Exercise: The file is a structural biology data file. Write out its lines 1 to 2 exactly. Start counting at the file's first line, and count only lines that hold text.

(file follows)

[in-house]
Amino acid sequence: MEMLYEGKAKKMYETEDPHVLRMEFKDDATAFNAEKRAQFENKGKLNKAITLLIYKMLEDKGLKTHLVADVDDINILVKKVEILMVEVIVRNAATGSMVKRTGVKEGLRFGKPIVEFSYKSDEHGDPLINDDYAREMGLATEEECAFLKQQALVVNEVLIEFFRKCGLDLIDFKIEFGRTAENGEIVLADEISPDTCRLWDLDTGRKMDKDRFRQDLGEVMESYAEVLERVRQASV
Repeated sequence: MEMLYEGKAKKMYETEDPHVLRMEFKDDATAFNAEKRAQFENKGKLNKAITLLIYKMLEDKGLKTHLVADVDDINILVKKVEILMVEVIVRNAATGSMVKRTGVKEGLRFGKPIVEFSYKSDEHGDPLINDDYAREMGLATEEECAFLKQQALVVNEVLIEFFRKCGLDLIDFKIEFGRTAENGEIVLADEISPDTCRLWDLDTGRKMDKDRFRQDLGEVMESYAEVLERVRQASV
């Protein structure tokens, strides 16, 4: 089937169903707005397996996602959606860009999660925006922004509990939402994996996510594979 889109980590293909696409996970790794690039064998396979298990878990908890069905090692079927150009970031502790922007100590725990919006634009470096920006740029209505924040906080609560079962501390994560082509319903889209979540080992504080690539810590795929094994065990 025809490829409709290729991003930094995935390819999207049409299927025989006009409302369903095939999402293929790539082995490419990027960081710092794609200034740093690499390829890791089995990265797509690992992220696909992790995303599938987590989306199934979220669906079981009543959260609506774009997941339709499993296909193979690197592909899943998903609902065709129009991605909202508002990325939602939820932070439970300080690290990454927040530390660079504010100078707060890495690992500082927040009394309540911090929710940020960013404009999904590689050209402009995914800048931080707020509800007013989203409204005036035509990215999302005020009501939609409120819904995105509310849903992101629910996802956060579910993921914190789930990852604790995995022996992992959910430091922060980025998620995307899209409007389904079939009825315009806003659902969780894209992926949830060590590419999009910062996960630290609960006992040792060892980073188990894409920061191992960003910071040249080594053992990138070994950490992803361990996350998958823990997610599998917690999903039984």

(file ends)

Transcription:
[in-house]
Amino acid sequence: MEMLYEGKAKKMYETEDPHVLRMEFKDDATAFNAEKRAQFENKGKLNKAITLLIYKMLEDKGLKTHLVADVDDINILVKKVEILMVEVIVRNAATGSMVKRTGVKEGLRFGKPIVEFSYKSDEHGDPLINDDYAREMGLATEEECAFLKQQALVVNEVLIEFFRKCGLDLIDFKIEFGRTAENGEIVLADEISPDTCRLWDLDTGRKMDKDRFRQDLGEVMESYAEVLERVRQASV